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This Week's Teaching: "How to Protect Microchurches Against False Teaching"
The conversation. Anytime I talk with someone about doing micro churches, someone who's in the faith, typically someone who's invested in a larger church setting, they wanna know how do we deal with heresy? How do we deal with false teaching? What are the accountabilities? What are the checkpoints? How do we keep it from going just haywire and running amuck.
Last week I had a conversation and I'm telling you about this-- I hesitate because of the topic of it and it's going to go sideways, people will jump on it, and it's fine if you have a word from God to this, that's fine. But I use it as an illustration. And so I'm just gonna say it freely for what it was.
I had a conversation, talking with someone who feels called to minister to the LGBTQ+ community from an affirming position. And they're lifelong believers and they've come to the conclusion, or at least to the speculation that perhaps Jesus is not the only way to the Father, and they would say. " He's the way, the truth and the life for me, but maybe not for everyone." And at the core of that, they would say, Some people are so committed to God and they love God, and if God is gracious, it's hard to imagine him not rewarding that faith, that passion, that love. In fact, even showing wrath to someone who has attempted to do and be good in their own understanding.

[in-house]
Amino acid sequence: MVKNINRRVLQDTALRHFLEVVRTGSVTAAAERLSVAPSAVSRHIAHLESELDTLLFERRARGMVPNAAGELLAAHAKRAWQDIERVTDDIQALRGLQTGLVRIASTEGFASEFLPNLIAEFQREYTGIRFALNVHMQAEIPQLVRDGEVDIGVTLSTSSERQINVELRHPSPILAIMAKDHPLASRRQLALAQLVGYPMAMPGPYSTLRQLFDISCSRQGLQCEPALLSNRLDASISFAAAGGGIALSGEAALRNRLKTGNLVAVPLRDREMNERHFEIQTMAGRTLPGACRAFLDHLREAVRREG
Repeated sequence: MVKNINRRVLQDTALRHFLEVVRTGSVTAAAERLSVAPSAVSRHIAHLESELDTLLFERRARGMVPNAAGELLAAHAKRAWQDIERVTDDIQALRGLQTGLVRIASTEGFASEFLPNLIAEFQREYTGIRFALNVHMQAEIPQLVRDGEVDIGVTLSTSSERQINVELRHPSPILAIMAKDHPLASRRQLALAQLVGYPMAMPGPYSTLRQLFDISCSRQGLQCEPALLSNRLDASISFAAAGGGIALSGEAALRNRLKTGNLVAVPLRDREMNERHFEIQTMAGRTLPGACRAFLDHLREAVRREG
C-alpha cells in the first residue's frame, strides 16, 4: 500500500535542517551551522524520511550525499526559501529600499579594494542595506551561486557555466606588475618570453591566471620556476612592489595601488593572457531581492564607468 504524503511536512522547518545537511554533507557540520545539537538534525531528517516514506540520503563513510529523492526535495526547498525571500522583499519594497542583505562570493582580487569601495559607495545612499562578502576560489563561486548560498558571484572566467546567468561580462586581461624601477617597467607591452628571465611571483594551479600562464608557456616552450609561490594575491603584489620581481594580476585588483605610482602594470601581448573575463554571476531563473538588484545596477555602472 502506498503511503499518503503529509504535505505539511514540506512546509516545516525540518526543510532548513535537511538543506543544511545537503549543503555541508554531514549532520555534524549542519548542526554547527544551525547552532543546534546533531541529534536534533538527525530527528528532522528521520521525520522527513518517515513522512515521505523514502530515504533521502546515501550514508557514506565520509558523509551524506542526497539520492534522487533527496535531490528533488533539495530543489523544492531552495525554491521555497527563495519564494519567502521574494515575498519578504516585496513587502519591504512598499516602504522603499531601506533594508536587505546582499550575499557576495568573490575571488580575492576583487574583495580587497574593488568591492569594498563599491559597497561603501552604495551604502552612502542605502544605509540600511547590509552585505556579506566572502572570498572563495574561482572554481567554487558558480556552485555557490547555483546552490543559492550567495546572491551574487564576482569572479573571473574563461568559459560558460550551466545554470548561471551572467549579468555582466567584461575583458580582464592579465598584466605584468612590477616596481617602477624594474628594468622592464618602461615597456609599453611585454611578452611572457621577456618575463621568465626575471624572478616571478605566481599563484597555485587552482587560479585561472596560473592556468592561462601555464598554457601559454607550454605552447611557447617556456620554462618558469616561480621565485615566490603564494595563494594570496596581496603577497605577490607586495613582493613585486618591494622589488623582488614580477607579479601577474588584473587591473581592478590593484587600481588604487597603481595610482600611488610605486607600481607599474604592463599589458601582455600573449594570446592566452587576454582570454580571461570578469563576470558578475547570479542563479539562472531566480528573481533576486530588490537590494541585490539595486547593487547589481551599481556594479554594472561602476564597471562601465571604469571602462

And so we were talking about this and as I was explaining how we do microchurch, we gather together, we open scriptures, we invite the "apostle" in (whoever wrote the scripture), rather than me as a specialist, to go have a one-on-one conversa-- like if we're opening to the gospel of John, rather than me going into my office, my study, with John and saying, "Okay, John, tell me everything that you want these people to know. And then I'll go tell 'em." Rather than doing it that way, I just say, "Hey John, would you come talk to my people? Would you come talk to us?"